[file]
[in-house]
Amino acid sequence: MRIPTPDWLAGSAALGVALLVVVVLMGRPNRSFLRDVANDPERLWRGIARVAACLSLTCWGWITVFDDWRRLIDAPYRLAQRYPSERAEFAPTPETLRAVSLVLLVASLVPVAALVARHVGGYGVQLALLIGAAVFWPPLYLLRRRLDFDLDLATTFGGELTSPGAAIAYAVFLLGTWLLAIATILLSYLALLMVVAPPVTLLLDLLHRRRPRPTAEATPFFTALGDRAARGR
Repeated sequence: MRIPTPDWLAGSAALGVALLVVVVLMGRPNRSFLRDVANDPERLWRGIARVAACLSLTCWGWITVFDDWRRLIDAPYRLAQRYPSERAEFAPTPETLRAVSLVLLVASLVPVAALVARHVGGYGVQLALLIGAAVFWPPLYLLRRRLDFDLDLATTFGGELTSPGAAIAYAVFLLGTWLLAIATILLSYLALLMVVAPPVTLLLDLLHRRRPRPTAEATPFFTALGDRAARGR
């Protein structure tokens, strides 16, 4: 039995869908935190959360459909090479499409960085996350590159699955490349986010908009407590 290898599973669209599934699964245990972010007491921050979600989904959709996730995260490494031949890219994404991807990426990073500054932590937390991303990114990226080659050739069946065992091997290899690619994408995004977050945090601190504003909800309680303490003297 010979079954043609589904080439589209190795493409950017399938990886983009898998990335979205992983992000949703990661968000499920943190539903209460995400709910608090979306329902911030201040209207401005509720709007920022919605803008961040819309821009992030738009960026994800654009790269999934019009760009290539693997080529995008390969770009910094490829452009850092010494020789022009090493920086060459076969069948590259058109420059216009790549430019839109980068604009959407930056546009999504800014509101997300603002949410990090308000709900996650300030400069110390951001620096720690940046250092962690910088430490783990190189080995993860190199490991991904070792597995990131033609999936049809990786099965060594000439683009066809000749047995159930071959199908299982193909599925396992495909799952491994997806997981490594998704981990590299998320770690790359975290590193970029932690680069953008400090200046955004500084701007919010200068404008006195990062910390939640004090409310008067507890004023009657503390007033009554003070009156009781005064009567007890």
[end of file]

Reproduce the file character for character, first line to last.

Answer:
[in-house]
Amino acid sequence: MRIPTPDWLAGSAALGVALLVVVVLMGRPNRSFLRDVANDPERLWRGIARVAACLSLTCWGWITVFDDWRRLIDAPYRLAQRYPSERAEFAPTPETLRAVSLVLLVASLVPVAALVARHVGGYGVQLALLIGAAVFWPPLYLLRRRLDFDLDLATTFGGELTSPGAAIAYAVFLLGTWLLAIATILLSYLALLMVVAPPVTLLLDLLHRRRPRPTAEATPFFTALGDRAARGR
Repeated sequence: MRIPTPDWLAGSAALGVALLVVVVLMGRPNRSFLRDVANDPERLWRGIARVAACLSLTCWGWITVFDDWRRLIDAPYRLAQRYPSERAEFAPTPETLRAVSLVLLVASLVPVAALVARHVGGYGVQLALLIGAAVFWPPLYLLRRRLDFDLDLATTFGGELTSPGAAIAYAVFLLGTWLLAIATILLSYLALLMVVAPPVTLLLDLLHRRRPRPTAEATPFFTALGDRAARGR
């Protein structure tokens, strides 16, 4: 039995869908935190959360459909090479499409960085996350590159699955490349986010908009407590 290898599973669209599934699964245990972010007491921050979600989904959709996730995260490494031949890219994404991807990426990073500054932590937390991303990114990226080659050739069946065992091997290899690619994408995004977050945090601190504003909800309680303490003297 010979079954043609589904080439589209190795493409950017399938990886983009898998990335979205992983992000949703990661968000499920943190539903209460995400709910608090979306329902911030201040209207401005509720709007920022919605803008961040819309821009992030738009960026994800654009790269999934019009760009290539693997080529995008390969770009910094490829452009850092010494020789022009090493920086060459076969069948590259058109420059216009790549430019839109980068604009959407930056546009999504800014509101997300603002949410990090308000709900996650300030400069110390951001620096720690940046250092962690910088430490783990190189080995993860190199490991991904070792597995990131033609999936049809990786099965060594000439683009066809000749047995159930071959199908299982193909599925396992495909799952491994997806997981490594998704981990590299998320770690790359975290590193970029932690680069953008400090200046955004500084701007919010200068404008006195990062910390939640004090409310008067507890004023009657503390007033009554003070009156009781005064009567007890």